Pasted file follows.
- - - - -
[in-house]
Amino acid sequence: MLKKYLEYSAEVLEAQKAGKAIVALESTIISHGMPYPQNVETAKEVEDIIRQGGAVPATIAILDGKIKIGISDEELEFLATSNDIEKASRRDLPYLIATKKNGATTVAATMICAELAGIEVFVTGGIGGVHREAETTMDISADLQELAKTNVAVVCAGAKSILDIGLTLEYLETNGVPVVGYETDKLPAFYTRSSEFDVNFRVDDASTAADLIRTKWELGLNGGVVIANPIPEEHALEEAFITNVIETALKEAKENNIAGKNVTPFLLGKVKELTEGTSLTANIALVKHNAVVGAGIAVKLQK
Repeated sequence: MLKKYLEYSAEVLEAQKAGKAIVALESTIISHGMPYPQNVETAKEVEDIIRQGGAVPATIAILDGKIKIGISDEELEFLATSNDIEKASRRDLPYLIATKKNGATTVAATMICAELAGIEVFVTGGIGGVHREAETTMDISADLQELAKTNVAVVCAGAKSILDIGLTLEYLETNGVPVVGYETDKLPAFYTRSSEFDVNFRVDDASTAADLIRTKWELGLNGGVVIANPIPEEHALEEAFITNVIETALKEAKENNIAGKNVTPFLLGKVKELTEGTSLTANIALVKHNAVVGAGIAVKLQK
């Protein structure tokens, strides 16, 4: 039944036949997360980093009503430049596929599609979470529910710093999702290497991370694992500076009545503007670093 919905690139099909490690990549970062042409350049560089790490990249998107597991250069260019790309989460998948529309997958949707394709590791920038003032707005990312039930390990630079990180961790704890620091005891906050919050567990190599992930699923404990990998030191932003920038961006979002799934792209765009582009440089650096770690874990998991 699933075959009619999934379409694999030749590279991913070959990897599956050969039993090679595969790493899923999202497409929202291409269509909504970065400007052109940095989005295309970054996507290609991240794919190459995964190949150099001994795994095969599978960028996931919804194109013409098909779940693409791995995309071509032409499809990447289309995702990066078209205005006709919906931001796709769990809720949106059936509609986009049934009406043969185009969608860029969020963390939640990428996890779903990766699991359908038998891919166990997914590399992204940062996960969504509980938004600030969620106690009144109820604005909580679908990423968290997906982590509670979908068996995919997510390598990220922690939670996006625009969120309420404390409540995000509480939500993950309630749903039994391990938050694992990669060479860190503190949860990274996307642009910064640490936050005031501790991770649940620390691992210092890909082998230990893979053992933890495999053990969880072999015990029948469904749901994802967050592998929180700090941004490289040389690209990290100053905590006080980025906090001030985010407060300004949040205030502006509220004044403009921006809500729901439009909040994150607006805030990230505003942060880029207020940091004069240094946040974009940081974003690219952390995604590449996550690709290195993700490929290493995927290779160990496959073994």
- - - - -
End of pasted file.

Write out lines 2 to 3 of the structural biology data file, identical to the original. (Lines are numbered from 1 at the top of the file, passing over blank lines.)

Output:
Amino acid sequence: MLKKYLEYSAEVLEAQKAGKAIVALESTIISHGMPYPQNVETAKEVEDIIRQGGAVPATIAILDGKIKIGISDEELEFLATSNDIEKASRRDLPYLIATKKNGATTVAATMICAELAGIEVFVTGGIGGVHREAETTMDISADLQELAKTNVAVVCAGAKSILDIGLTLEYLETNGVPVVGYETDKLPAFYTRSSEFDVNFRVDDASTAADLIRTKWELGLNGGVVIANPIPEEHALEEAFITNVIETALKEAKENNIAGKNVTPFLLGKVKELTEGTSLTANIALVKHNAVVGAGIAVKLQK
Repeated sequence: MLKKYLEYSAEVLEAQKAGKAIVALESTIISHGMPYPQNVETAKEVEDIIRQGGAVPATIAILDGKIKIGISDEELEFLATSNDIEKASRRDLPYLIATKKNGATTVAATMICAELAGIEVFVTGGIGGVHREAETTMDISADLQELAKTNVAVVCAGAKSILDIGLTLEYLETNGVPVVGYETDKLPAFYTRSSEFDVNFRVDDASTAADLIRTKWELGLNGGVVIANPIPEEHALEEAFITNVIETALKEAKENNIAGKNVTPFLLGKVKELTEGTSLTANIALVKHNAVVGAGIAVKLQK